UW-Madison senior shares her undergraduate experience and how her life and career path changed after joining a student organization. My transition to college was harder than I expected, emotionally and academically, and I added to the difficulty by being too ashamed to admit I was struggling. I avoided my friends from high school, because I thought they had this image of me as a perfect student, and I didn’t want to tarnish that reputation. I was too young to realize that my grade school friends may have seen me this way because I was one of the only Asian-Americans in a predominantly white town. I had molded myself to fit their stereotype so it would easier for me to fit in. It was hard for me to make new friends, because my previous friend-making model of being in the same classes and activities with people for twelve years where my reputation preceded me wasn’t working anymore. I told my parents that everything was fine - more than fine, great in fact - in every weekly phone call. Even the thought of letting them know their “perfect” daughter was crumbling under the pressure of expectations and barely finding the motivation to get up every morning paralyzed me and kept me from seeking help. We didn’t talk about mental health problems in our family. Years later, my parents told me they knew I was struggling the whole time.
Faculty job postings are increasingly asking for diversity statements, in addition to research and teaching statements. According to the University of California at San Diego website, “the purpose of the statement is to identify candidates who have professional skills, experience and/or willingness to engage in activities that would enhance campus diversity and equity efforts” (emphasis added). In general, these statements are an opportunity for applicants to explain to a search committee the distinct experiences and commitment they bring to the table. So, how do you write an effective diversity statement? If you are a job candidate who actually cares about diversity and equity, how do you convey that commitment to a search committee?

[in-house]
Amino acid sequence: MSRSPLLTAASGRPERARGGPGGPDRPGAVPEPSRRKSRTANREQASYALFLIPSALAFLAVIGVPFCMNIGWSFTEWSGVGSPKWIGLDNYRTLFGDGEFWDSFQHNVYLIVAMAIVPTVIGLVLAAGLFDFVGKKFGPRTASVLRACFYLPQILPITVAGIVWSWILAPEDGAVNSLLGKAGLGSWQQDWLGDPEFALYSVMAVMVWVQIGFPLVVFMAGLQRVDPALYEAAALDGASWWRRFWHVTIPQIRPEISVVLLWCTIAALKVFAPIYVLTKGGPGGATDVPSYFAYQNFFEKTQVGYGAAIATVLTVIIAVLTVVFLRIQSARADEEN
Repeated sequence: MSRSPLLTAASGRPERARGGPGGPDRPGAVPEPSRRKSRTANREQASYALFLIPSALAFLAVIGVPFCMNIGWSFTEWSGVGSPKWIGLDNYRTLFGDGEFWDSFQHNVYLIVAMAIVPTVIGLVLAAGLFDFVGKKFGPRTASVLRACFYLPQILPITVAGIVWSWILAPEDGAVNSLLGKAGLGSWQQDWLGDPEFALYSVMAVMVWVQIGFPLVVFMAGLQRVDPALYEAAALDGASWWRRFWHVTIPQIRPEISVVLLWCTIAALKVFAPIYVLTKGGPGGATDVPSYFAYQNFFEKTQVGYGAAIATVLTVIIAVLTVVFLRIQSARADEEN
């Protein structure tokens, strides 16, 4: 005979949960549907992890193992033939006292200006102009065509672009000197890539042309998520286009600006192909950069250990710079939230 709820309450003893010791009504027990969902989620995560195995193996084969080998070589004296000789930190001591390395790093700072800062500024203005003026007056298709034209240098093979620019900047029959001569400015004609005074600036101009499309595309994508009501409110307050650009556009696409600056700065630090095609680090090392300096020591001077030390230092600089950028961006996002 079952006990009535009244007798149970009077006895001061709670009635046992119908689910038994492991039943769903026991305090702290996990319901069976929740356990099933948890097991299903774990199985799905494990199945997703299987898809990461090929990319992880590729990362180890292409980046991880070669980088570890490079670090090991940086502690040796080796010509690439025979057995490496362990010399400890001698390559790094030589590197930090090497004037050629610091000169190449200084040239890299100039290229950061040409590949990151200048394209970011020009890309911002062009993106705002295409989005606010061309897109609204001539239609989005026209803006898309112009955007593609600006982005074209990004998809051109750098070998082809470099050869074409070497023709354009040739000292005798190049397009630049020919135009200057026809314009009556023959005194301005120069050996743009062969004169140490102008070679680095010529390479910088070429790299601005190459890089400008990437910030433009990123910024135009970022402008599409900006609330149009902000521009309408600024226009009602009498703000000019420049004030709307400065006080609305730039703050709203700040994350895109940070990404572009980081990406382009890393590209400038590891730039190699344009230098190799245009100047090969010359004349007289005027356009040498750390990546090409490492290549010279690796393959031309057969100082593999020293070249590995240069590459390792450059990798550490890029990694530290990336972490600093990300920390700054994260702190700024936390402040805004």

UW-Madison’s Center for Educational Opportunity (CeO), will celebrate 25 years of supporting low-income, disabled and first-generation college students with a free event at 6 p.m. on Dec. 7 at Memorial Union. Please RSVP by Nov. 29. CeO began in 1993 with a U.S. Department of Education TRIO Student Support Services (SSS) grant to the University of Wisconsin–Madison. The grant was written by Walter Lane, an assistant dean in the School of Education, who was dedicated to providing educational opportunities to students from low-income and disadvantaged backgrounds. Driven by his service in the Vietnam War, Lane noticed service members who were recruited to fight in the front lines had little opportunities for other career paths. Lane came back to the United States with a determination to complete the education and experience he needed in order to help other people like himself. When he retired in 2008, Lane left a legacy of programs serving thousands of students each year at UW–Madison. In addition to the SSS grant, Lane brought the Ronald E. McNair, POSSE, and PEOPLE programs to campus.